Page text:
|Author (Person)||Banks, Martin|
|Series Title||European Voice|
|Series Details||Vol.7, No.36, 4.10.01, p2|
A POTENTIALLY damaging split has emerged among the European Parliament's Green group over how the US and its allies should respond to the terror attacks on New York and Washington.
It follows a deal thrashed out by the 48-strong Green and European Free Alliance Group which gives qualified backing to any military action against the ruling Taliban regime in Afghanistan.
A resolution passed by the group, the fourth largest in the European Parliament, recognises the United States' right to self-defence but calls on the Bush administration to "act with restraint".
Irish Green MEP Patricia McKenna says, however, she is "uncomfortable" with this as it could be be seen as giving America and the international community a "blank cheque" to launch military strikes.
She said: "While I would naturally condemn the terrorist attacks in the USA, I am totally against military action which could punish innocent people. The resolution passed by the group leaves me a little uncomfortable, particularly the reference to America's 'right to self-defence'. My fear is that this could be mis-interpreted as giving the Bush government the green light for military action."
McKenna, a former vice-president of the Green group, says that instead of air strikes every effort should be made to bring those responsible for the attacks before an international tribunal. "Far better to be tried in court than murdered by a cruise missile," she said. "This was done following the Lockerbie tragedy and I don't see why the same action cannot be taken now."
However, another Green member, the French MEP, Daniel Cohn-Bendit, has given his guarded backing to military action.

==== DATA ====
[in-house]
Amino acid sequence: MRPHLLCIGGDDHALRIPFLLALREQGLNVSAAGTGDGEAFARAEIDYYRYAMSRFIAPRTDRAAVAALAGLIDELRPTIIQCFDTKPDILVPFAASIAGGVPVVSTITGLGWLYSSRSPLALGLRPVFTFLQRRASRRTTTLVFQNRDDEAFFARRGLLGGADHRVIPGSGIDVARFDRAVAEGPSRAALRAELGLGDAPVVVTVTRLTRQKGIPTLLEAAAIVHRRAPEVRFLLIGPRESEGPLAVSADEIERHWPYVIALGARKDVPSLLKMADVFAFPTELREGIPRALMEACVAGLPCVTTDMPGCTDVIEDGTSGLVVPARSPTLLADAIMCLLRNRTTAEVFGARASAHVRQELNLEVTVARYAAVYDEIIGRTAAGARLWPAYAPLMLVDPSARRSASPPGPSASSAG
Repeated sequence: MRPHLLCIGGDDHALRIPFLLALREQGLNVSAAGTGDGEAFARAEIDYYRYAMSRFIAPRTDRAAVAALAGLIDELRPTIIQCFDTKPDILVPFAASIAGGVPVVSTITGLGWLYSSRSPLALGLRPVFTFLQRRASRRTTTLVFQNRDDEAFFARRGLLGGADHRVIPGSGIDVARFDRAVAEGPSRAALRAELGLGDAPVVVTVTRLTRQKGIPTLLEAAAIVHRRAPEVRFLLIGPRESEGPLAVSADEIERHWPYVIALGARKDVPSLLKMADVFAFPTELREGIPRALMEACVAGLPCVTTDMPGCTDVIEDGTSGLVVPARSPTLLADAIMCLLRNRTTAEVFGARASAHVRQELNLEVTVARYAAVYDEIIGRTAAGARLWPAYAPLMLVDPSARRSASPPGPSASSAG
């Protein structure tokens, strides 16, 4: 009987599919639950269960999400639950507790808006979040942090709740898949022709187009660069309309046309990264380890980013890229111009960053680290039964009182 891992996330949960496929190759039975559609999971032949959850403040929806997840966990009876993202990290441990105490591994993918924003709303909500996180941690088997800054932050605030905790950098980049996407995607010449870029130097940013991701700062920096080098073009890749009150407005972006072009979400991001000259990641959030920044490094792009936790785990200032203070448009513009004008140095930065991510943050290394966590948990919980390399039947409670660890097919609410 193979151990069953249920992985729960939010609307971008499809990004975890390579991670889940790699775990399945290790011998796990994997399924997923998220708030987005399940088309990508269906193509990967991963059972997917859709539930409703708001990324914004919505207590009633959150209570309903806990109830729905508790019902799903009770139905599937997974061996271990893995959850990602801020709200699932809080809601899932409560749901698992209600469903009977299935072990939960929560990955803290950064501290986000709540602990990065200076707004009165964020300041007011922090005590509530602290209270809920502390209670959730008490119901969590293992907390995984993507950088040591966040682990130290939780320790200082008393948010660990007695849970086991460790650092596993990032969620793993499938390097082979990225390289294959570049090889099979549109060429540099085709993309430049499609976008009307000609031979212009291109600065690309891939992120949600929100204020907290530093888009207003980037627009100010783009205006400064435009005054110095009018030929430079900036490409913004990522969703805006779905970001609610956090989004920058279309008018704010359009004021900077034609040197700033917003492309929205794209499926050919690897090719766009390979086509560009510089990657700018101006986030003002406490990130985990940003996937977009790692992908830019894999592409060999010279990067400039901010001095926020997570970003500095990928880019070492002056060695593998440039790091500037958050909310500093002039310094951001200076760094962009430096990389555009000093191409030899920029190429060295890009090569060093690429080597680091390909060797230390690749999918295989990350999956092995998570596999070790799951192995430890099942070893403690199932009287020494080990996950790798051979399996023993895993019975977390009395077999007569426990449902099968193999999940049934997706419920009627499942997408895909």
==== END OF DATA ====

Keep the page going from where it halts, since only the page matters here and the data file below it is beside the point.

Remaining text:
He said: "The Americans and wider international community have to be very careful over how it responds. However, I believe the scale of this atrocity justifies military action. I must stress, though, that this must only be against military installations in Afghanistan."
The Green/EFA resolution says: "We condemn the acts of terrorism on New York and Washington as an attack on human civilisation and a crime against humanity. The Group recognises the United States' right to self-defence according to article 51 of the UN charter but calls on the Bush administration to act with restraint and respect for basic human values."
Meanwhile, the left-wing European United Left (GUE) group has accused the Bush administration of launching a "campaign of vengeance" following the 11 September attacks. In a statement, it says: "The fight against terrorism cannot be won through war. It will lead to an endless spiral of hate and violence."
A potentially damaging split has emerged among the European Parliament's Green group over how the US and its allies should respond to the terror attacks on New York and Washington.
|Subject Categories||Justice and Home Affairs|
|Countries / Regions||United States|